Gov. Gavin Newsom this week proposed a $4.5 billion spending plan for 2021, a budget that adds $575 million to the $500 million the state set aside in November to provide small businesses with grants between $5,000 and $25,000.

Newsom’s proposal seeks a total of $1.075 billion for the State’s Small Business COVID-19 Relief Grant Program, with priority given to “regions and industries impacted by the COVID-19 pandemic, disadvantaged communities and underserved small business groups.”

The proposal includes $25 million dedicated for small cultural institutions, such as museums and art galleries, that have been unable to operate or are otherwise financially challenged by the pandemic. Coupled with the federal Save Our Stages Act, which was approved as part of the $900 billion federal stimulus package in December, provides $15 billion “in dedicated funding for live venues, independent movie theaters, and cultural institutions. That could bolster the 94941 sector most ravaged by the COVID-19 crisis: live music, theater and entertainment venues like the Sweetwater Music HallThrockmorton Theatre and Marin Theatre Company, which have been thrashed by their complete inability to gather people in a room to experience live music and performance since mid-March.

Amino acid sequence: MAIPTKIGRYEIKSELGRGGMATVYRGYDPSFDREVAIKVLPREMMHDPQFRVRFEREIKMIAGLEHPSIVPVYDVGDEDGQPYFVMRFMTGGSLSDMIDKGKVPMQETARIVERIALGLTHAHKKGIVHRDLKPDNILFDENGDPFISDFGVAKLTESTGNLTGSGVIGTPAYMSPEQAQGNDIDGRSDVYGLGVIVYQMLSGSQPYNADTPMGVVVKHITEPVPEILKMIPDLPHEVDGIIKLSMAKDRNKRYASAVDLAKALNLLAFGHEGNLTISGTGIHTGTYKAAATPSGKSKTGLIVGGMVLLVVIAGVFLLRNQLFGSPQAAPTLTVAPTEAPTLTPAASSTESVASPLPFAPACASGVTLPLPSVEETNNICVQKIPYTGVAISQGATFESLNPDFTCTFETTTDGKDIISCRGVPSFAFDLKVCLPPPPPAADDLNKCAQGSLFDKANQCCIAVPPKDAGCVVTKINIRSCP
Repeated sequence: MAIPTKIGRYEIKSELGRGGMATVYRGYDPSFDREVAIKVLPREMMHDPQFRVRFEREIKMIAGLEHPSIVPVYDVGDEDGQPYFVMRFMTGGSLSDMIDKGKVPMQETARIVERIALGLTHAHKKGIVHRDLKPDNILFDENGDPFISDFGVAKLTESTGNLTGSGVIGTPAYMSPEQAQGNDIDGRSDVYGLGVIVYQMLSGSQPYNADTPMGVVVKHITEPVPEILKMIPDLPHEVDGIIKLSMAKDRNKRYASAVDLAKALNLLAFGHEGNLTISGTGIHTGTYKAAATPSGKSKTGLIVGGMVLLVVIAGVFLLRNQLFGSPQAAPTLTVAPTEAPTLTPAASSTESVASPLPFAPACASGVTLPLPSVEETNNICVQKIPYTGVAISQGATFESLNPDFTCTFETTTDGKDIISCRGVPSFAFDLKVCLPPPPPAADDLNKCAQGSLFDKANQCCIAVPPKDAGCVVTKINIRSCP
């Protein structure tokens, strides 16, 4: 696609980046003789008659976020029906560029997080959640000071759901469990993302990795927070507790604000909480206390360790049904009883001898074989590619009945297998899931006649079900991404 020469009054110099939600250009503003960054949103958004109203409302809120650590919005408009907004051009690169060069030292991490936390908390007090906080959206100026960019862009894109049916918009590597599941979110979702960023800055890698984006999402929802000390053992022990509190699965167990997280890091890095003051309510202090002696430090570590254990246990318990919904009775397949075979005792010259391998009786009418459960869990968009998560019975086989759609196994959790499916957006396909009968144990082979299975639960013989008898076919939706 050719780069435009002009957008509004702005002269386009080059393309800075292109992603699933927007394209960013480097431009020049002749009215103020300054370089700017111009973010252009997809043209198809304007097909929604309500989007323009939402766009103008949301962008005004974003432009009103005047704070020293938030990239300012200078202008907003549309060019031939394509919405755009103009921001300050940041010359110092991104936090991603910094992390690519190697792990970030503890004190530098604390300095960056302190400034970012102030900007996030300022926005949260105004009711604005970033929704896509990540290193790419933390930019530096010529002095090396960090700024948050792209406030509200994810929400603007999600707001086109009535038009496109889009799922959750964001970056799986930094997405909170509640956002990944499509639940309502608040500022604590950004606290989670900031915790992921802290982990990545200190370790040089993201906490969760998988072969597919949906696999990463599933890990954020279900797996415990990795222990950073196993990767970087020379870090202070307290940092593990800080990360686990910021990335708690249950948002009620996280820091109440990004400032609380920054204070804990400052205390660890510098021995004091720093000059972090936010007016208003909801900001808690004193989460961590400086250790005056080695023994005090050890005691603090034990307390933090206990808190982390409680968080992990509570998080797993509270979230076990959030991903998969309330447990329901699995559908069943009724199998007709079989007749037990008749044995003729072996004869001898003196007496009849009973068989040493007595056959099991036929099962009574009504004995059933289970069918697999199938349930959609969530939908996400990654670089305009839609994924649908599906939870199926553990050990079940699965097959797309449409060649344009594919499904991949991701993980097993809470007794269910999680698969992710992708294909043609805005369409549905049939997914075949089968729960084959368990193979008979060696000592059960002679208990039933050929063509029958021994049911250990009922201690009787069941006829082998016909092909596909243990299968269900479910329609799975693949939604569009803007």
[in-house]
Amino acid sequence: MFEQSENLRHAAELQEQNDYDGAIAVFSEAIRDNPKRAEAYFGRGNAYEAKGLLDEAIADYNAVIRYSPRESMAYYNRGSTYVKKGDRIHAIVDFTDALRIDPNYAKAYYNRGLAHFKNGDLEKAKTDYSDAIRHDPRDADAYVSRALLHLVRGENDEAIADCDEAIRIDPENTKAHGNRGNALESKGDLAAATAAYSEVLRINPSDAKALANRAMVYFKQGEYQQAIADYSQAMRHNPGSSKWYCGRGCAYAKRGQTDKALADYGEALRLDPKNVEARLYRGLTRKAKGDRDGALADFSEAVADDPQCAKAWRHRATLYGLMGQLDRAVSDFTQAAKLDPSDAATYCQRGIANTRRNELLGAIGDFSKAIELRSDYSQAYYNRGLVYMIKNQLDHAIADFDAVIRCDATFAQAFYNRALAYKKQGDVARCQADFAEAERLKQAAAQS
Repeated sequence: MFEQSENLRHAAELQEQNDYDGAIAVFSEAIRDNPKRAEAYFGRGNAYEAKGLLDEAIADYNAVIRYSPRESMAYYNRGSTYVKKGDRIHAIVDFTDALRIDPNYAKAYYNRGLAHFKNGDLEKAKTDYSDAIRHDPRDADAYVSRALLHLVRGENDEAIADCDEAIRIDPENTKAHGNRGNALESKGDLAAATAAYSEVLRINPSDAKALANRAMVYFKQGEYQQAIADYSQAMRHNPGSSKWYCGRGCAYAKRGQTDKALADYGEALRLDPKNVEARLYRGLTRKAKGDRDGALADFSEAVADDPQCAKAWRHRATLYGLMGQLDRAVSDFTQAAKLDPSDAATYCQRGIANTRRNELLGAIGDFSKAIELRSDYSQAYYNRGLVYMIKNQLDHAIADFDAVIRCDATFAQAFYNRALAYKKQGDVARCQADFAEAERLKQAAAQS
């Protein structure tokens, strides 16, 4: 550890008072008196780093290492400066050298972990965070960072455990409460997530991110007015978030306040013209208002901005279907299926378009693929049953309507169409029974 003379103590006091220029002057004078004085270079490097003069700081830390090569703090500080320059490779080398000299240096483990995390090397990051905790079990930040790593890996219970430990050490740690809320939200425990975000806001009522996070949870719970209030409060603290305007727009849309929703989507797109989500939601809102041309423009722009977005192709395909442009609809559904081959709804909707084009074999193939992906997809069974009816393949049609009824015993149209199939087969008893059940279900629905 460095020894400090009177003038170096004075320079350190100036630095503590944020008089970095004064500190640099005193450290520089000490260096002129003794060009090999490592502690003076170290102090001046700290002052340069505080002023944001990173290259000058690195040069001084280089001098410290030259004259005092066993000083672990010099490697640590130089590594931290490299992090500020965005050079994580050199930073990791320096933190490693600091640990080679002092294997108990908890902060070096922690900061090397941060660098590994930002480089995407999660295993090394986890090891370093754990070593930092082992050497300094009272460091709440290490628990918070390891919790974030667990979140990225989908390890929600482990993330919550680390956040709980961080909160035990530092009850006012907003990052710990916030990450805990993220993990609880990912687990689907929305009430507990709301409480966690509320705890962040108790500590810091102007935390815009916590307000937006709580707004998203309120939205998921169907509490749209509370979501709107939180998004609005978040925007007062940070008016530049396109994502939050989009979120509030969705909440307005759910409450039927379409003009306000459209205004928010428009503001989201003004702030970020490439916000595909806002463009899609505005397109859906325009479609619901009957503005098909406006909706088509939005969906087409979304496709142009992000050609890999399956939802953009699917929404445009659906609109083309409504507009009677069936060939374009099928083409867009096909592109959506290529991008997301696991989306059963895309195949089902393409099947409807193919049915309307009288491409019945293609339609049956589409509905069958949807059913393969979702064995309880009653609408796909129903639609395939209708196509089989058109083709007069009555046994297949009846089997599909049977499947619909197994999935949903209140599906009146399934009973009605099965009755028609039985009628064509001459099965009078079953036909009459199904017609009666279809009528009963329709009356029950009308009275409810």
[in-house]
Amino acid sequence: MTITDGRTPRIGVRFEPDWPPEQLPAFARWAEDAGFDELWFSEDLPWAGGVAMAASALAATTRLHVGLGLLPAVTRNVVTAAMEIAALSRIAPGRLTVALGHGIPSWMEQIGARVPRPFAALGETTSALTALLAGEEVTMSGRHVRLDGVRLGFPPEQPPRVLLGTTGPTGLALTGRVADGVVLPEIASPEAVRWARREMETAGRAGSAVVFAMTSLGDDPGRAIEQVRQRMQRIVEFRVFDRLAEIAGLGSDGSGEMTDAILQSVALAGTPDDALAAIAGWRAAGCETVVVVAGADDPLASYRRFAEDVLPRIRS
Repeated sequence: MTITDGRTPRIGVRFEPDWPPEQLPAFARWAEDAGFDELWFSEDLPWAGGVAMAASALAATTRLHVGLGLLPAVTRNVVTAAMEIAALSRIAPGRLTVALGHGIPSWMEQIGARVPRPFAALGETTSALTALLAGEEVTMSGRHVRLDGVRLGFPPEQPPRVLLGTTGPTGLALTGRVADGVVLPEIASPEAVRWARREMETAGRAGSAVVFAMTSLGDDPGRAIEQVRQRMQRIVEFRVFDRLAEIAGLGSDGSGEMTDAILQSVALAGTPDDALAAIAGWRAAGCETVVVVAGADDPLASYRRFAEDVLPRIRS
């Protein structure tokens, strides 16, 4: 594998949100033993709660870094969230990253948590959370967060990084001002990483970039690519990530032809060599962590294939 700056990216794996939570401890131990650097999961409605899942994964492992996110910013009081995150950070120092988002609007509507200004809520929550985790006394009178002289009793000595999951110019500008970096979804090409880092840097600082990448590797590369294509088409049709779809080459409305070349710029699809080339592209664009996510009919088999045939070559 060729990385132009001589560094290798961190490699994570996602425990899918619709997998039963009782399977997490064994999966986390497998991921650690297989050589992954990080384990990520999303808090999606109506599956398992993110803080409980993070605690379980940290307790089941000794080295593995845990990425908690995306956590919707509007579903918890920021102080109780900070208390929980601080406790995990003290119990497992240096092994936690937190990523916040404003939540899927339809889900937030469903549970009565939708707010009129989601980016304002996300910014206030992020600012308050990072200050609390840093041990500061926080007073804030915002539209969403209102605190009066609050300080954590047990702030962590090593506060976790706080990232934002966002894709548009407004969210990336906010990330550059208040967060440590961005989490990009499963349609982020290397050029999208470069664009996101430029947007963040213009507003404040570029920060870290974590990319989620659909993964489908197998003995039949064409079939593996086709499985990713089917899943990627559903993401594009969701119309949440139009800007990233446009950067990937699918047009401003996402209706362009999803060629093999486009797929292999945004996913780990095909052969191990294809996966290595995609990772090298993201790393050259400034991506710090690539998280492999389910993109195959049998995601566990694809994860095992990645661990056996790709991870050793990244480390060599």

In what should be good news for a large part of the economic pie chart in Mill Valley, Newsom’s proposal also calls for $71 million in fee waivers for bars, restaurants, barbershops, hair and nail salons and other sectors that have been required to close down or limit their capacity during the pandemic. 

The proposal would also extend a popular tax credit for small businesses. Many businesses had to lay off or furlough workers because of the pandemic. Last year, Newsom signed a law that promised to give small business owners a tax break if they hired those workers back. Business owners got a $1,000 credit on their state tax bill for the net increase of each new worker between July 1 and Dec. 1. Newsom said more than 9,000 businesses have reserved $54 million of those credits so far. His proposal would spend $100 million to extend that program, but offered no further details.

The plan also calls for $765 million for job creation and economic development efforts, including $430 million to increase a tax credit for businesses that relocate to or grow in California, $100 million to extend a hiring tax credit for small businesses and $100 million to defray sales taxes on manufacturing equipment.

The governor also proposes supporting job growth through a $353 million funding increase for worker training and apprenticeship programs; $300 million in one-time money to tackle deferred maintenance and greening projects, such as the installation of electric vehicle charging stations at state buildings; and $500 million in grants to bring down the cost of housing developments.

The proposed budget places a massive emphasis – $1.5 billion – on encouraging people to buy electric cars and build the charging stations necessary for drivers to use them, part of Newsom’s goal to ban the sale of new gas-powered cars in California by 2035.

In a normal year, California’s budget would not take effect until July 1. But Newsom said he will ask the Legislature to approve the money for small businesses before July 1

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